Mayor Park moves out, pledges redevelopment
“My one-month stay in Samyang-dong among the locals helped me see their struggles up close,” Park said Sunday in a public conference at the Gangbuk Culture and Arts Hall. “For at least another four years, I will create momentum for balanced development across Gangnam and Gangbuk districts.”
Park, in a campaign pledge during the local elections in June, vowed to live in Gangbuk for a month to experience locals’ lives before coming up with development policies for the district and other underdeveloped areas. In his presentation to the public on Sunday, Park emphasized the wealth and social welfare divide between districts north and south of the Han River.
As one measure to counter the divide, the Seoul city government will be installing four additional railroads in areas outside of Gangnam, with a plan to start construction before 2022. Two will be located in northeastern Seoul and the other two in southwestern Seoul.
“The city government will be reviewing untraditional transportation means, such as monorails, which will help elderly citizens reach their homes in the area, usually located uphill,” the city government said in a statement Sunday.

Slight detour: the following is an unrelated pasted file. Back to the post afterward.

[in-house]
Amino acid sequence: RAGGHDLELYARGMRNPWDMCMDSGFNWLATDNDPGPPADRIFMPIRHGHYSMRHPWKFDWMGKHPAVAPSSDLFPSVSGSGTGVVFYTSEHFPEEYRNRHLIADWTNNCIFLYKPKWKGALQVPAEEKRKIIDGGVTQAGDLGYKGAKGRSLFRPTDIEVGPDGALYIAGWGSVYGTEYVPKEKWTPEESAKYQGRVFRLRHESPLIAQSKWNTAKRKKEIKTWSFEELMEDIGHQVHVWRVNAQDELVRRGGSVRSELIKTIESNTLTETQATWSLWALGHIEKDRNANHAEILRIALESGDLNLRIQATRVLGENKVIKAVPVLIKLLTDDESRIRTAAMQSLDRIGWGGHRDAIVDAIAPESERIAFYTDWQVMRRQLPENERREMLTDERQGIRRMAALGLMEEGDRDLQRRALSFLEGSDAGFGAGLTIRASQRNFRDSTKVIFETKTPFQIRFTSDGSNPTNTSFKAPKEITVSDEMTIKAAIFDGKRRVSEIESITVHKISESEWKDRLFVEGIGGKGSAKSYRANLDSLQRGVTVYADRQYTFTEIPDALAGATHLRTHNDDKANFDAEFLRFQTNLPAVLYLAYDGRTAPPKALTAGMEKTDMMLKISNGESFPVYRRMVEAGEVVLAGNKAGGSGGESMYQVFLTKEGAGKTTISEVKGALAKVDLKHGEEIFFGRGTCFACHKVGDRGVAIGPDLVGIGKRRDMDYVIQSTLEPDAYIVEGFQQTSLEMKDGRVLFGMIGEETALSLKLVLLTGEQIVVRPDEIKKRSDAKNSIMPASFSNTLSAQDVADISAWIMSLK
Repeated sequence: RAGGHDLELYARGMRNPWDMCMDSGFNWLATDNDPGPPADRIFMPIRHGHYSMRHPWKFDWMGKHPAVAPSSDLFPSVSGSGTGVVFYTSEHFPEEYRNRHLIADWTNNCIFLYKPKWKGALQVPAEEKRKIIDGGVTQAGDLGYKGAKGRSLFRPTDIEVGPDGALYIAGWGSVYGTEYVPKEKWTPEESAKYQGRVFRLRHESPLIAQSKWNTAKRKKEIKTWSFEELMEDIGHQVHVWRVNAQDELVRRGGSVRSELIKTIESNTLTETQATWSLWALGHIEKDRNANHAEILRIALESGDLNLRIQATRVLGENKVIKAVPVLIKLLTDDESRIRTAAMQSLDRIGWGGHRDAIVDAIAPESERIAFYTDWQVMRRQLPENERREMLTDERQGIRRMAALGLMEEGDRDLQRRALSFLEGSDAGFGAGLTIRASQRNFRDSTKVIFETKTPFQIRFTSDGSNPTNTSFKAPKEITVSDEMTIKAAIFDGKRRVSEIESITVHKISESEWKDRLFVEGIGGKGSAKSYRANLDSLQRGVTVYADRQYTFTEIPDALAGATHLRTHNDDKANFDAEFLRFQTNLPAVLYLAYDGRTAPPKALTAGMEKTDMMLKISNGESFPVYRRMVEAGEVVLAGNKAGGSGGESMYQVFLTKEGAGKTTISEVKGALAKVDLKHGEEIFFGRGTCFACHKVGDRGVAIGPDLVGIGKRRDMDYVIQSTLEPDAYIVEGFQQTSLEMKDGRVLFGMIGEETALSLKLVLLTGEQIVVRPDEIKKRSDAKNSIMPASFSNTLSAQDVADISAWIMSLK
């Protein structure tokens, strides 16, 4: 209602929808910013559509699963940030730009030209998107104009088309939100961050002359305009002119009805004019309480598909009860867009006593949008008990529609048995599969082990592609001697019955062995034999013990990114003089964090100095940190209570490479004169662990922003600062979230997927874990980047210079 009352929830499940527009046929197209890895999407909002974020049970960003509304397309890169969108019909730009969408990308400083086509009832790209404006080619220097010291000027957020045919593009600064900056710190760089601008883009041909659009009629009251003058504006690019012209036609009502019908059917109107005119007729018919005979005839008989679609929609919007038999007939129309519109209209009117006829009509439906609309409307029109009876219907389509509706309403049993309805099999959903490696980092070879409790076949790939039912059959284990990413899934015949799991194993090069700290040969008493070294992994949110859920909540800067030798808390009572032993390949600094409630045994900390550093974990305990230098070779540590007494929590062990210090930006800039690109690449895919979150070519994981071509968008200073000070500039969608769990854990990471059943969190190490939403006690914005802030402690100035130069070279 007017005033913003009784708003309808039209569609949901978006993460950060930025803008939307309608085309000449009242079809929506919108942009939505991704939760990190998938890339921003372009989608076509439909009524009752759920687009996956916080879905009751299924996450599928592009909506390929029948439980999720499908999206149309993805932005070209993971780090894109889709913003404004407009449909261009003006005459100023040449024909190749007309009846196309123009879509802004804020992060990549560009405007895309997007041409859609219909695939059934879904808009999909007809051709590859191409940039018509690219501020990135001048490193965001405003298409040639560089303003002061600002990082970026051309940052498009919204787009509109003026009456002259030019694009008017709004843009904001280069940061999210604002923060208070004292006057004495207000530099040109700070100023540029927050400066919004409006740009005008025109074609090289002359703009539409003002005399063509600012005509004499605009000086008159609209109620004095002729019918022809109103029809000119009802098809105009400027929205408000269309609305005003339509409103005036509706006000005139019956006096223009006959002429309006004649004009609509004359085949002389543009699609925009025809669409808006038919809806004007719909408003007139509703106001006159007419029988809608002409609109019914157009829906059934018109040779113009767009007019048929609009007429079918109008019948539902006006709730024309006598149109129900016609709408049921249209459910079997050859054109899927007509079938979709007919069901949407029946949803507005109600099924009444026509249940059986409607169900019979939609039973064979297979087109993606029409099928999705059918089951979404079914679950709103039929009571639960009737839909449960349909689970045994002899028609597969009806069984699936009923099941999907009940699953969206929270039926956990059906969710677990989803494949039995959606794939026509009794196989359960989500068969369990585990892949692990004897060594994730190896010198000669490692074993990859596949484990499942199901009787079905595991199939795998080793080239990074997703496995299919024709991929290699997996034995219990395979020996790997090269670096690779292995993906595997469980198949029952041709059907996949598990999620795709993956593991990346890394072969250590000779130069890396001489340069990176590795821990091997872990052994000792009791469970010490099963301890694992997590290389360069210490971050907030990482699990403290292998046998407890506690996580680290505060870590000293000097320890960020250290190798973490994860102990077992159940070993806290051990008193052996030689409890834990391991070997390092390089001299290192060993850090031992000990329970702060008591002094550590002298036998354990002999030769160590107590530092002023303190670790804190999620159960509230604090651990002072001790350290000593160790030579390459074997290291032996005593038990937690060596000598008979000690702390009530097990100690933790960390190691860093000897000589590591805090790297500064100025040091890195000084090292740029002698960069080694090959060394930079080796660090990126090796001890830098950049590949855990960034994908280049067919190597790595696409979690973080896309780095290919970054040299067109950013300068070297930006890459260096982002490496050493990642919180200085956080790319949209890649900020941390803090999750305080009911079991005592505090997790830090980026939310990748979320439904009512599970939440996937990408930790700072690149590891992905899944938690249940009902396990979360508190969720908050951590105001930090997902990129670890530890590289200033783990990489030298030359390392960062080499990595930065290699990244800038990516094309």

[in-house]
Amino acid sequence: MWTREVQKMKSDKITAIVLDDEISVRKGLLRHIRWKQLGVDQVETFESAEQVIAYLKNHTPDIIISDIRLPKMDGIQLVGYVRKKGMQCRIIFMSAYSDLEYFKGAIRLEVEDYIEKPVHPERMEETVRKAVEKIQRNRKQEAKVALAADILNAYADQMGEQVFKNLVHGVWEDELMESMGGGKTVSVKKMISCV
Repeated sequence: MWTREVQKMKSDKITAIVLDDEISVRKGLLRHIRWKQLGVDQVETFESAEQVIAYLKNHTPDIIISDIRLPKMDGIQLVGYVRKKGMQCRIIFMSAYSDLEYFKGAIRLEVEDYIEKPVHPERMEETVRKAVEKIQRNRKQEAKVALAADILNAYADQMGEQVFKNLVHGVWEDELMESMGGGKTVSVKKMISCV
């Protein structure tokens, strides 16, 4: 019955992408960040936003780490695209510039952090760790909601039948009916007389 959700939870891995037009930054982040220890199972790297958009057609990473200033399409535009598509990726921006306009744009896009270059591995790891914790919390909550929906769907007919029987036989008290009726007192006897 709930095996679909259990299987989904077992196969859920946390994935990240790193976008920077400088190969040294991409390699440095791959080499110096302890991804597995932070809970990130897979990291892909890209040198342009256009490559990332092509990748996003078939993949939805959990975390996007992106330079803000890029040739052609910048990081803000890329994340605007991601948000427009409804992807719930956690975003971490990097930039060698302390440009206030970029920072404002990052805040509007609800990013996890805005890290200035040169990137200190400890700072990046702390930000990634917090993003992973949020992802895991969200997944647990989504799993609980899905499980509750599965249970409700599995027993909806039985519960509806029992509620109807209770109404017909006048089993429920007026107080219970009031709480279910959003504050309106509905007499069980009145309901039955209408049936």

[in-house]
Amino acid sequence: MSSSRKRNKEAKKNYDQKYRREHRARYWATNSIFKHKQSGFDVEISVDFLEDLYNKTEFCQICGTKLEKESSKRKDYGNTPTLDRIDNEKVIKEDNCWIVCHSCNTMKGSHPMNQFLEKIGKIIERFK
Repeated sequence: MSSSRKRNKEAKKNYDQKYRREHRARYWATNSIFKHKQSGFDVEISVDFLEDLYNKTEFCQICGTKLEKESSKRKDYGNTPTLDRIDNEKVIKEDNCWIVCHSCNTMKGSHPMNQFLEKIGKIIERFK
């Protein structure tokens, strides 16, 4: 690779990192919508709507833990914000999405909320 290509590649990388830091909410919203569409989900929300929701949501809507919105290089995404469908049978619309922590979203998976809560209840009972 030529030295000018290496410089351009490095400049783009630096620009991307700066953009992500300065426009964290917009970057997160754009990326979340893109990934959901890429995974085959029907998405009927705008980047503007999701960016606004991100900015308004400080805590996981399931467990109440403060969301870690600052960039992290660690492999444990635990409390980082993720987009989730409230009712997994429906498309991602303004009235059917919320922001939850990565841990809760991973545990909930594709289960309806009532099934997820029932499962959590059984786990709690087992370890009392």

The city government will also buy 1,000 unoccupied houses in districts outside of Gangnam and renovate them to offer them under favorable conditions to newlyweds as a way of vitalizing underdeveloped parts of Seoul.
“We will help connect local businesses to local demands for urban development or housing construction,” said the city government. “The city government will also be designating more land in northeastern Seoul and southwestern Seoul to be used for commercial purposes.”
It will also be connecting universities, most of which are not located in Gangnam, to local high schools to run programs to help students discover their strengths and plan their careers.
“It’s not only in Seoul that the local economy is struggling,” Park said. “This is a phenomenon across Korea and across the world. Seoul will take the lead in finding a solution.”
BY ESTHER CHUNG [firstname.lastname@example.org]